Sunday, December 12, 2010

Chapter 32 – Walls, Stairs, Paint (Day 126)

We’re still on schedule for a mid-February move-in date but things seems to be moving a little slower these days, or at least uneventfully, which is good news by the way. So the posts have been a little spaced out since I figure people don’t want weekly posts of “we got the doors”, “the closet is built”, etc. But here’s a quick recap of the past 3 weeks:

November 23rd: Walls.
They’ve started putting the dry-wall in and our master bedroom is the first one to be completed as they wanted to get the recessed lighting nook built first. The dry-wall comes in boards which are screwed to the studs and I can’t imagine how much time this must have taken in the past to build without handy power tools.


While the interior is being worked on, a different contractor finished painting the exterior stucco walls which is a sandy color.


November 30th: Stairs
Now that the walls are done, the carpenters move to crafting the stairs which are made of white ash which is extremely sturdy.

The photo on the left are the stairs leading to the 2nd floor. One aspect I did not anticipate was how much light we’d get from above which is a nice surprise. Another surprise is how much space we’d have under them. You can almost fit a sofa under there but we figure it will be a great place for the cat’s scratching post and beds, as well as a nice small tree. The right photo are the stairs to the loft which I had concerns about being too steep. We created the platform to reduce the angle and you can comfortably go up and down without needing a ramp though we will install one for safety. Note that both stairs are skeleton stairs which allow for more natural light.
IMG_0354 IMG_0397

December 11th: Paint Verification
So I think we’ve discovered the Japanese propensity to have white walls in most of their homes….because it’s a major pain in the neck to figure the coordination between flooring, furniture, drapes, etc. We spend about 6 weeks going back and forth on shades, accent colors that it felt like a major milestone once we finally decided a few weeks back, but we still needed to check the samples on larger pieces than just strips of color. So we requested larger boards from the paint maker and tested our selections in different light. Left are the colors of the family room (White ceiling with Blue-Grey, with a light neutral sandy) and right are the colors of the study (white ceiling with red-orange).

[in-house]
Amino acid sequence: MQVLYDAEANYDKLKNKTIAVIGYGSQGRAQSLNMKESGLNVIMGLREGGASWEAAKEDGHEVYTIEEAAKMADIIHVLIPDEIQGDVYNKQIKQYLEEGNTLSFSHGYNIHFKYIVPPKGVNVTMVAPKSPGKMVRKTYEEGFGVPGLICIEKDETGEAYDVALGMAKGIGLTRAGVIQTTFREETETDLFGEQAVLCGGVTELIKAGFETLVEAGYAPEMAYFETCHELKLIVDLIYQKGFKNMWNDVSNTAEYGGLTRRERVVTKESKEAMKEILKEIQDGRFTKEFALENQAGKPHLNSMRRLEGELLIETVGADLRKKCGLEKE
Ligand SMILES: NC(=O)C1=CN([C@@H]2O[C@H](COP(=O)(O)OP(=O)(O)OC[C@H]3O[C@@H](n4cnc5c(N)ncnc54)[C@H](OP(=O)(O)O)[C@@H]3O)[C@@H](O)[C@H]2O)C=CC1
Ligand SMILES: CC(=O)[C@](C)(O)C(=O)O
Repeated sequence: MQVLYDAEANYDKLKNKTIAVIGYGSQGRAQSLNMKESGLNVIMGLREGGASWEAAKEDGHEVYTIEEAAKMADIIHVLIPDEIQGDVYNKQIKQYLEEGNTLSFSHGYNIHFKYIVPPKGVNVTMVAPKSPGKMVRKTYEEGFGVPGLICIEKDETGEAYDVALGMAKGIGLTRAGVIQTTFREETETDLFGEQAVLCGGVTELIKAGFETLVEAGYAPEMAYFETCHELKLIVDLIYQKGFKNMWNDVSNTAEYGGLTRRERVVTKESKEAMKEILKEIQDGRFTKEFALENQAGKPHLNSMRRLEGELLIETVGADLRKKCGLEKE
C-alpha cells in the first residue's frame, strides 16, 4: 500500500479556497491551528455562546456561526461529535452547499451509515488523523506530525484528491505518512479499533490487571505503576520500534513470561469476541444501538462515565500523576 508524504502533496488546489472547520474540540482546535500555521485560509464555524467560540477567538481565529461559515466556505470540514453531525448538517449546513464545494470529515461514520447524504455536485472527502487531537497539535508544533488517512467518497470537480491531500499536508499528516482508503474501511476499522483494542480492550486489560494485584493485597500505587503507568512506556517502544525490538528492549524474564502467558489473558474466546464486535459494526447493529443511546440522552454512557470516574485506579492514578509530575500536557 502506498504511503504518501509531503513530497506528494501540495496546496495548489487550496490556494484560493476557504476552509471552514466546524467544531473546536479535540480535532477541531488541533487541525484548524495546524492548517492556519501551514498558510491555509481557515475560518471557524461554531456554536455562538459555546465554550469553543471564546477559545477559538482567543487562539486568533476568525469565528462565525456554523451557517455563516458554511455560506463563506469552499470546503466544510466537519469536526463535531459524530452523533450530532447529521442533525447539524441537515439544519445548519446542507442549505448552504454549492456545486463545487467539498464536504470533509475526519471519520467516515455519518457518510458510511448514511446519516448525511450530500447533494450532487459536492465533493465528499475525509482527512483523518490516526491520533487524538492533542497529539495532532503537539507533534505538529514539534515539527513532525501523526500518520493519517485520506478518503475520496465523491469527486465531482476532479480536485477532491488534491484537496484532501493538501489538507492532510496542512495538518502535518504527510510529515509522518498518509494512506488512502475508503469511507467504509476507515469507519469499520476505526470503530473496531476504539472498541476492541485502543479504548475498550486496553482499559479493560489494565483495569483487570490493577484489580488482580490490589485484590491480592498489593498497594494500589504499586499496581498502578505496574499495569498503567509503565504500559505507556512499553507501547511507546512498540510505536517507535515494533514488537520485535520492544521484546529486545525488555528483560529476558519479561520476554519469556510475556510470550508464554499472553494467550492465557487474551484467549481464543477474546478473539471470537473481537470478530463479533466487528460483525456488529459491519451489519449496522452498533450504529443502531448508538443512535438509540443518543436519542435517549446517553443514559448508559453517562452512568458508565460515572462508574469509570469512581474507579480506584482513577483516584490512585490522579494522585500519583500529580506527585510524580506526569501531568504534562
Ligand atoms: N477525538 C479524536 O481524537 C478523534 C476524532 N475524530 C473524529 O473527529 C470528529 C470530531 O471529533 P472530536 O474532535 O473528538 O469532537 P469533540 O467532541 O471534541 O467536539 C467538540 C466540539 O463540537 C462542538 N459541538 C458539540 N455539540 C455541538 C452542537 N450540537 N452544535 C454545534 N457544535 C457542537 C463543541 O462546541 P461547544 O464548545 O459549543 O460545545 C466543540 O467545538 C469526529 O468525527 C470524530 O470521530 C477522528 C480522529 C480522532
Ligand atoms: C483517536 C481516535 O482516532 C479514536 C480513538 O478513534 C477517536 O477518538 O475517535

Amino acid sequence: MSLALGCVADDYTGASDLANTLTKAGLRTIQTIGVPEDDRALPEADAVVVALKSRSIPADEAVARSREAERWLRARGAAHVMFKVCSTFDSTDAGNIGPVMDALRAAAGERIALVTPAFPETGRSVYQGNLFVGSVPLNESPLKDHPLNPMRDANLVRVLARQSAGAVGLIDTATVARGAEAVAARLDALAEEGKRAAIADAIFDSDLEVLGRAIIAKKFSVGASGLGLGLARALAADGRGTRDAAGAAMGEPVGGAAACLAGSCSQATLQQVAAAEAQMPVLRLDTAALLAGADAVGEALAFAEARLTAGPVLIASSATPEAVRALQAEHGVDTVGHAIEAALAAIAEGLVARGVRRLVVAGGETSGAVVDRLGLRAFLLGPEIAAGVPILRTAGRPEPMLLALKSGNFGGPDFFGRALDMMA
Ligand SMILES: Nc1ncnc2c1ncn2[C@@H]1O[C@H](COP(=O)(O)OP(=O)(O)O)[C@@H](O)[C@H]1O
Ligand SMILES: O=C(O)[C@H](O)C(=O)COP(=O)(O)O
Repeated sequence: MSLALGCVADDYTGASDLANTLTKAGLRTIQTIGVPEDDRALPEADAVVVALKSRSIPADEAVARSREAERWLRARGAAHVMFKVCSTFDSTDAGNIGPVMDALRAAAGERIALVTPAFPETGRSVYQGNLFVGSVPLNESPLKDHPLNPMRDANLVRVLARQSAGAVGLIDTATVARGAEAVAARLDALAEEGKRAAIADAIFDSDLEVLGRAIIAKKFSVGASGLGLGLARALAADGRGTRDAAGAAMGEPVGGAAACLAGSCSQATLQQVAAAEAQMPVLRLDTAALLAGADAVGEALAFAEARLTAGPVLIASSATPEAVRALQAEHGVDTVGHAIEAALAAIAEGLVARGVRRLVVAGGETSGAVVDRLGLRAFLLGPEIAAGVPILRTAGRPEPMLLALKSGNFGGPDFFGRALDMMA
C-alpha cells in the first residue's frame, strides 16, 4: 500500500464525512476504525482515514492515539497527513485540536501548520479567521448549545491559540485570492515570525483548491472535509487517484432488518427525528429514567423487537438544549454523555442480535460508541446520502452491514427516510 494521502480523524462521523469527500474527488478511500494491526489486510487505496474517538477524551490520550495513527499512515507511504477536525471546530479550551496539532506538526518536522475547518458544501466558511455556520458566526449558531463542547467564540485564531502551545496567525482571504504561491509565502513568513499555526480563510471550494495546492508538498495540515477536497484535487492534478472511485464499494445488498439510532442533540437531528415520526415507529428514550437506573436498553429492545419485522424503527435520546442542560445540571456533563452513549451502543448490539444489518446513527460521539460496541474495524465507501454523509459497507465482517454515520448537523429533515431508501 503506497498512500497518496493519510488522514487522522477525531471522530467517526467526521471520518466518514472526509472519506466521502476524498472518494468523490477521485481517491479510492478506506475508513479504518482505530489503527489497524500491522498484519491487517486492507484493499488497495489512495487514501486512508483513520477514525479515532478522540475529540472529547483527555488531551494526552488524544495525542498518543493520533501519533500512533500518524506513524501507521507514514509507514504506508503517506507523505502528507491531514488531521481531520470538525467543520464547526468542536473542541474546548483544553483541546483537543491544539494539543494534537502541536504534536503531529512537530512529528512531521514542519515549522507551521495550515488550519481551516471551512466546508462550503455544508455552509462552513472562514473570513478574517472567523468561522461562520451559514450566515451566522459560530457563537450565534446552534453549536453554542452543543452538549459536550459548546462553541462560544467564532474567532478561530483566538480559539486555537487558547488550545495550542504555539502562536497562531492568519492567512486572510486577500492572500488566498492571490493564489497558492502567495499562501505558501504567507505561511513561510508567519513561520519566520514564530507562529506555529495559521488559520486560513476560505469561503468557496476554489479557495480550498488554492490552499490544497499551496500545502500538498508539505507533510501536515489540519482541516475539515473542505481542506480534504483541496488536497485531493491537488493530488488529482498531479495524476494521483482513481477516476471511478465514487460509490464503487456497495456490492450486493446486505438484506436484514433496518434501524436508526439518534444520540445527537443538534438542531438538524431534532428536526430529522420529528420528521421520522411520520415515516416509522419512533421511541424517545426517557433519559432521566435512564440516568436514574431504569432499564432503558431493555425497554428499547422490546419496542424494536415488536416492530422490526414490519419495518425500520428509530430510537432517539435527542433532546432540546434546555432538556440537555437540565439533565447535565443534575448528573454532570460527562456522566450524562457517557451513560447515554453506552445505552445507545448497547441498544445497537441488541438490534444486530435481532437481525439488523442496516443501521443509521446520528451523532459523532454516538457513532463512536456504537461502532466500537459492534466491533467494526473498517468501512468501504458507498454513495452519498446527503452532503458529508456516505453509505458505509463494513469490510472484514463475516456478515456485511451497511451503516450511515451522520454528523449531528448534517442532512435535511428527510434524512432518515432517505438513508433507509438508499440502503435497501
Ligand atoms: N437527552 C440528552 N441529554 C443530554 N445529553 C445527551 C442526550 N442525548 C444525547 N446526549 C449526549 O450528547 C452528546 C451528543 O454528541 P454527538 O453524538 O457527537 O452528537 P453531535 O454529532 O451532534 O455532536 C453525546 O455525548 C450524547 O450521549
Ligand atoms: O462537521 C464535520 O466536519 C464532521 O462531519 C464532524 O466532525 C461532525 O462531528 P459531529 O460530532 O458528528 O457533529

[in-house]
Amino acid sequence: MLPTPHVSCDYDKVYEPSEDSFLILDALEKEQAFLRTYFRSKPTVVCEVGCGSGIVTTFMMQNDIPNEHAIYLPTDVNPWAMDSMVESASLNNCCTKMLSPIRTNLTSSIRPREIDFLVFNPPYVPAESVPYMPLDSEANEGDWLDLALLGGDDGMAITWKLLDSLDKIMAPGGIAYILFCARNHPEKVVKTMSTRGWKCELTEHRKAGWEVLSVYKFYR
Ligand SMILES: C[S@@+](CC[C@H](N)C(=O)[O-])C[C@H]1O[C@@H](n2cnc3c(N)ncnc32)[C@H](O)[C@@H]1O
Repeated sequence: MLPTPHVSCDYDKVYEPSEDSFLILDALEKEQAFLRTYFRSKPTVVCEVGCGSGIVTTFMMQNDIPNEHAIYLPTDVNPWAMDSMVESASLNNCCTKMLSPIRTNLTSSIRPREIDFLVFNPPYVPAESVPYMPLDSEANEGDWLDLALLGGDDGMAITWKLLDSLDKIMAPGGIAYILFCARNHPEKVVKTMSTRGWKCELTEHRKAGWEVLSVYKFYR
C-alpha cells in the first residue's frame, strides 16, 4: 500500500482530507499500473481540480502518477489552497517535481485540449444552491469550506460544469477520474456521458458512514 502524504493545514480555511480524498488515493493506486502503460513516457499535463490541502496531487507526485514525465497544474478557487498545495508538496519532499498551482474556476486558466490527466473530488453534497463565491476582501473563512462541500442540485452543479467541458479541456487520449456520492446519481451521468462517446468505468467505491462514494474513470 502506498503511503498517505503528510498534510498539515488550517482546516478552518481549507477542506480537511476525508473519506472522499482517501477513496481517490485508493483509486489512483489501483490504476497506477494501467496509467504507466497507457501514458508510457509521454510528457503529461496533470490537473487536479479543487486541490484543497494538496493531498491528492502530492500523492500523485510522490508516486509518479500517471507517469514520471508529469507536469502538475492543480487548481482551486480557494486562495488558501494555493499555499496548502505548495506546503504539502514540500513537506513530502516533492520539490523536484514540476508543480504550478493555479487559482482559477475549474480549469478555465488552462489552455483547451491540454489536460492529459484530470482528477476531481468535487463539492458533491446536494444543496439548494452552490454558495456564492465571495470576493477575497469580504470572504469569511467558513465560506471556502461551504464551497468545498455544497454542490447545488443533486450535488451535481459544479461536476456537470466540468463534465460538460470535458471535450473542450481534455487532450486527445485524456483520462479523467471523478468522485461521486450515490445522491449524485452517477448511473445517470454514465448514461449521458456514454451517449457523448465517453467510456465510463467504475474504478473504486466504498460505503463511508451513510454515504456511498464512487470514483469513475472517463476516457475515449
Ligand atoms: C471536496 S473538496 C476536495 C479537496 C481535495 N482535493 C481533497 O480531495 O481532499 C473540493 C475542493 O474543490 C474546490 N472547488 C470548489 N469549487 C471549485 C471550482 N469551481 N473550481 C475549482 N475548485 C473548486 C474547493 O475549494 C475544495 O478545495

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There’s also the flooring and the beams to decide on and we will go with light pine finish for the floor and a clear finish for the beams which will became darker with age.IMG_0357


  1. Painting.... We have a different color in every room! We only had to have one room repainted due to the fact that the color on the sample boards just wasn't as overwhelming as it was once in was on an entire wall!

    We also found that painting here isn't quite up to the standards we would expect back home... They did tell us this in advance though, so it was basically Ok. Still, you might find that the walls will look Ok initially, but when you start living there you will begin to notice things. It's hard to see from these photos, but make sure they use the drywall that is specifically for painting and not the type with the small V grove when you put them together. It should have a wide, gradual, about 5cm recess leading to the edge of the board. If you don't have this the wall will show cracks at the joints.

    That said, it's great to have painted walls and not wall paper! Easy to clean and easy to change or repair when accidents happen!
    (from Ken)

  2. Hi Ken,
    Pretty much every room has color too including the children rooms. The girls chose blue and pink for 2 of their walls (sigh) but I guess it's easy to re-paint.

    As far as dry-wall is concerned, not too sure if it's a special for paint dry-wall, but in any case I don't think we can change our mind on this as it's all in at this point. There are small groves between them but this doesn't differ from dry-wall I've seen in Canada which basically fill with compound, tape it up, smooth it out, etc.

    I noticed on corners that they install plastic edges to make sure they don't chip. It's the type of detail work that inspires confidence.